Access answers to frequently asked questions (FAQ) related to different aspects of the John R. Justice (JRJ) Program. A PDF capturing the JRJ FAQs is also available.
JRJ FAQs (Updated December 2020)
Yes, a state or territory, including the District of Columbia, without eligible public defenders may still apply for JRJ funding. If a state does not have eligible “public defenders” (as defined by the JRJ statute) that state’s loan repayment disbursements will go to state and local prosecutors, by default. The state must still ensure a fair allocation of repayment benefits among prosecutors and public defenders wherever applicable. States should note that certain federal public defenders are eligible beneficiaries under the JRJ statute. Every state has full- time federal public defenders who practice within that state. Thus, the absence of eligible state or local “public defenders” will not, in and of itself, absolve the state from ensuring a fair allocation between eligible prosecutors and public defenders.
As described in the JRJ solicitation, applicants must describe the JRJ agency’s plan to consider a fair distribution of funding.
No. Although the statute does not specifically prohibit the awarding of JRJ funds to elected officials (assuming they otherwise would qualify as an eligible beneficiary), BJA, in its discretion, has determined that policy and ethical considerations preclude elected officials from being eligible. This prohibition does not extend to persons who hold elected offices other than as a prosecutor or public defender (e.g., city council member status unrelated to prosecutor/public defender position), provided: (1) a reasonable person could conclude that the individual’s elected status did not form a basis for their selection for JRJ benefits; (2) that the person did not use their office to influence a decision pertaining to the application; and (3) that the person’s obligations to his/her elected office do not interfere with the fulfillment of the JRJ service obligation.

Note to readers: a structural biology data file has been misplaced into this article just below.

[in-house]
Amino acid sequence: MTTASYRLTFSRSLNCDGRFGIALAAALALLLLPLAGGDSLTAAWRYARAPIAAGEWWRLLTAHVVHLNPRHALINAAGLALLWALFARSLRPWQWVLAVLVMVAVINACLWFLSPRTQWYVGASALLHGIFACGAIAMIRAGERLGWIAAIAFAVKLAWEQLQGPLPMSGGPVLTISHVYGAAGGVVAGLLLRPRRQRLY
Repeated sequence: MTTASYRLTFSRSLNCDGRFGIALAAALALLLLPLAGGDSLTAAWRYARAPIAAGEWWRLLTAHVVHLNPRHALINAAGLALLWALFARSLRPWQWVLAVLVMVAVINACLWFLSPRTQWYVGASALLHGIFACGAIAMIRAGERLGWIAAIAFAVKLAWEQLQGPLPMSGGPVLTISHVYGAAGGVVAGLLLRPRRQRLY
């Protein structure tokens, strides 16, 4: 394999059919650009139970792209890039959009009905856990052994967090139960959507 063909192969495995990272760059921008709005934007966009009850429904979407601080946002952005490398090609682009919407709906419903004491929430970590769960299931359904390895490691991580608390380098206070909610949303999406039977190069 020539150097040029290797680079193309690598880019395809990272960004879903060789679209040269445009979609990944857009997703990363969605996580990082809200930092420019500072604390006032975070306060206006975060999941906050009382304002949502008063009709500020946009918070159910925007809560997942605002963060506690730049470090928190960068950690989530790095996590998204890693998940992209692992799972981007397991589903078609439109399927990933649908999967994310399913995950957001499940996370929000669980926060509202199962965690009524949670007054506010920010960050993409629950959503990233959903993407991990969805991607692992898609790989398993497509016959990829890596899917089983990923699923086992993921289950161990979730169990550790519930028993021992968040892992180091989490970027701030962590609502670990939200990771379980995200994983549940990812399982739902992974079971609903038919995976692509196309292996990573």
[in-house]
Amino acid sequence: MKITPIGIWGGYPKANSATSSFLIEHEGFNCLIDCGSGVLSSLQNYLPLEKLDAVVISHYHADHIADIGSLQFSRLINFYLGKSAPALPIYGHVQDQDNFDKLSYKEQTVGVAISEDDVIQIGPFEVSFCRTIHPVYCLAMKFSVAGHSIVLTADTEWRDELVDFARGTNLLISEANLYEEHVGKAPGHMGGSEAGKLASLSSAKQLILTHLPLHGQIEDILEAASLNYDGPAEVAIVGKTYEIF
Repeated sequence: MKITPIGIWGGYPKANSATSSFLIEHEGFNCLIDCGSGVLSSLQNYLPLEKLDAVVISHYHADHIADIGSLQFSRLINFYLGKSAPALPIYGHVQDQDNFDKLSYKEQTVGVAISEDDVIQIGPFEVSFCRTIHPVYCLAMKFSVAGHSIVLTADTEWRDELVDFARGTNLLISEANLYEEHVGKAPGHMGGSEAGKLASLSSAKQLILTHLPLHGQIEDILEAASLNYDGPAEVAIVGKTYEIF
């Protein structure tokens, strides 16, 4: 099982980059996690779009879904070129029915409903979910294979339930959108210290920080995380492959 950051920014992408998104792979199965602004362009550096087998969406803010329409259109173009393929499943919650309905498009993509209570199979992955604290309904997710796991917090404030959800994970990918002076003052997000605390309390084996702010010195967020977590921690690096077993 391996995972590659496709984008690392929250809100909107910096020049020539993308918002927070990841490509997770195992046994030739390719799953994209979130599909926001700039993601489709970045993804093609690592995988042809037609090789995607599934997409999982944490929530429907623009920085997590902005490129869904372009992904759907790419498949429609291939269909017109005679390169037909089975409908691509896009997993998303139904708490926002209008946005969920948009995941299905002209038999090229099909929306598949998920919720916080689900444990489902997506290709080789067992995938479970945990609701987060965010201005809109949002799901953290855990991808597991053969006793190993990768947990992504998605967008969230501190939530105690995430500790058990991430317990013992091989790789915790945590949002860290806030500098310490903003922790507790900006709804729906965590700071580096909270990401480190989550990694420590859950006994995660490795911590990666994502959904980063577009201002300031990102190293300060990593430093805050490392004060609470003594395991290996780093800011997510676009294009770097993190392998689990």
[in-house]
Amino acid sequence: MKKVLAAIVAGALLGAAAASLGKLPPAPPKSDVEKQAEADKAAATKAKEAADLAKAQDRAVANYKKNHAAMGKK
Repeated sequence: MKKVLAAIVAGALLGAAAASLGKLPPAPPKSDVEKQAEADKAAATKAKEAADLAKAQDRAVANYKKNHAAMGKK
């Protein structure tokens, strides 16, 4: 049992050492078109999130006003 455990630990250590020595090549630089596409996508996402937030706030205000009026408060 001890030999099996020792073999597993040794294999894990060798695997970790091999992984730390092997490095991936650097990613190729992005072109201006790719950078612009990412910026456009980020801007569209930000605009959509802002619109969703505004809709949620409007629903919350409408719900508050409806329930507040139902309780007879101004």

Yes. BJA first started administering the program in 2010.
The state and territory funding allocation list can be found on the JRJ page of the BJA website.
Each state can spend no more than 10 percent of their total allocation on administrative costs. This includes all other budget line items other than tuition reimbursement costs. Please refer to OJP’s Financial Guide for further information on allowable costs.
Yes, a designated state agency may contract with a private non-profit organization to manage the JRJ program so long as the cost of such contract does not exceed 10 percent of the state’s allocation. No more than 10 percent of a state’s total allocation of JRJ funds may be spent on administrative costs.
BJA encourages all states to submit their applications in a timely fashion and has attempted to provide a reasonable application period, in an effort to allow for the completion of a quality application.
Each application year, the Governor of each state or territory, and the Mayor in Washington, D.C., must submit a letter designating a state agency to administer the JRJ program. Once the Governor has designated such agency, that Governor-designated agency must submit an application for JRJ funds. The JRJ state solicitation is available at: FY 2021 John R. Justice (JRJ) Program.
Prosecutors or public defenders who are interested in learning about, and/or applying for, JRJ loan repayment benefits should contact the state agency that has been designated by its Governor to administer the JRJ program. Governor-designated state agencies along with contact information can be found at: John R. Justice Governor-Designated State Agencies.
- Start date: October 1, 2021
- End date: September 30, 2023
Funds are disbursed in the beginning of the award once a financial clearance is granted and all withholding special conditions are sufficiently complied with. BJA will make a one-time allocation of funds to the Governor-designated state agency. The individual loan repayments will be handled directly by the Governor-designated state agency.
There are no statutorily- or BJA-imposed limitations regarding the number of years an attorney must practice before becoming eligible to apply for loan repayment benefits. The states, however, have the discretion to impose such a limitation if they so choose.
The Governor-designated state agency has discretion on determining the “cost of living adjustment” for applicants. We encourage states to work with their Department of Labor to determine the appropriate formula and make adjustments, if necessary, for any increases in the cost of living.
Full-time employment is considered “not less than 75 percent of a 40 hour work week” for the purpose of this program.
Not necessarily, but an applicant must be a “full-time employee” of a state or unit of local government (in the case of “prosecutors) or a “full-time employee” of a state, unit of local government, qualifying non-profit organization (under 42 U.S.C. §3797cc-21(b)(2)(B)(ii)) or qualifying full-time federal defender (under 42 U.S.C. § 3797cc-21(b)(2)(B)(iii)) prior to actual receipt of benefits.